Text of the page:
Chronic kidney disease (CKD), a serious and progressive medical condition, has been and remains under-identified. While it is easy and inexpensive to test for kidney function, people who are at high risk for CKD are not routinely screened.
To better identify those at increased risk for potentially undiagnosed CKD, a team of public health and medical researchers from Weill Cornell Medical College and the University of North Carolina (UNC) at Chapel Hill performed the first study of its kind to develop a tool to identify patients who are most at risk for CKD.
“Kidney disease often occurs in conjunction with a number of other conditions, including diabetes and high blood pressure, but many patients and their family members are not aware of this association,” says Dr. Heejung Bang, assistant professor in the Division of Biostatistics and Epidemiology in the Department of Public Health at Weill Cornell Medical College.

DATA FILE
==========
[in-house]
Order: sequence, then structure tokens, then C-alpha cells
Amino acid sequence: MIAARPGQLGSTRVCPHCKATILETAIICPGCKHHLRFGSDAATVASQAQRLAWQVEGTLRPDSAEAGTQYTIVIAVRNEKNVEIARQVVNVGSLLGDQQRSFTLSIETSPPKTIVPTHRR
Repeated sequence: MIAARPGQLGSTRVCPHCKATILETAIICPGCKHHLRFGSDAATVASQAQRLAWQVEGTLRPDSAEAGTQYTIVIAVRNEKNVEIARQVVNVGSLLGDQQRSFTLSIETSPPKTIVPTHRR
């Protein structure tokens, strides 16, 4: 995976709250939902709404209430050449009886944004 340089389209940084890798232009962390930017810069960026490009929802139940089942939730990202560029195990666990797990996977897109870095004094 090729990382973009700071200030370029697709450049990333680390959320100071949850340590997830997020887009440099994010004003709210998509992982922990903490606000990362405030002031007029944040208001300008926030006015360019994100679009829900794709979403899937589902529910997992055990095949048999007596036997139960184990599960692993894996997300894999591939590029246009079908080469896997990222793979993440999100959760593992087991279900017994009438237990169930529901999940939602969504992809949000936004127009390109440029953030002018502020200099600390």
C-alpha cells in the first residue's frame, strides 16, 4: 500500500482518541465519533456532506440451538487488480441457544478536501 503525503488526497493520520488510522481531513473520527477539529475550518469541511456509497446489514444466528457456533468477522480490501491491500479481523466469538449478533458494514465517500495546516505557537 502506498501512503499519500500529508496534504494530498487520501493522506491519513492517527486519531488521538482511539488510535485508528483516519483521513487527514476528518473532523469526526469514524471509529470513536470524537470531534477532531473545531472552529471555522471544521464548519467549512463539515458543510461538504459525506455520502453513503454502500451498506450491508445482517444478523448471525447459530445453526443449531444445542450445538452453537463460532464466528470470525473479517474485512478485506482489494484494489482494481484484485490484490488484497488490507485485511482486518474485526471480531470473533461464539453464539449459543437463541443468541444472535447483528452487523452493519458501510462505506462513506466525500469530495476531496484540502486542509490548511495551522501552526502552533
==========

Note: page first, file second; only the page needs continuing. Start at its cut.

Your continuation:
Dr. Bang is the primary author of the study, which is published in today’s Archives of Internal Medicine.
Patients with CKD can be identified early by a test that measures the level of creatinine in the blood. (Serum creatinine, a breakdown product of muscle, is elevated in people with impaired kidney function.) They can then be given treatments that will significantly delay the progression to end-stage kidney disease. Early detection and treatment of CKD can also lessen cardiovascular complications that sometimes occur with the condition.
“Unfortunately, many patients do not find out they have CKD until it has progressed to end-stage kidney disease,” says Dr. Abhijit V. Kshirsagar, of the Kidney Center and Division of Nephrology, University of North Carolina School of Medicine, the senior author and major medical investigator of the research project. “The purpose of the study was to determine which patient characteristics are most associated with CKD, and to develop a simple method to identify individuals who should be screened in a variety of different settings in real life.”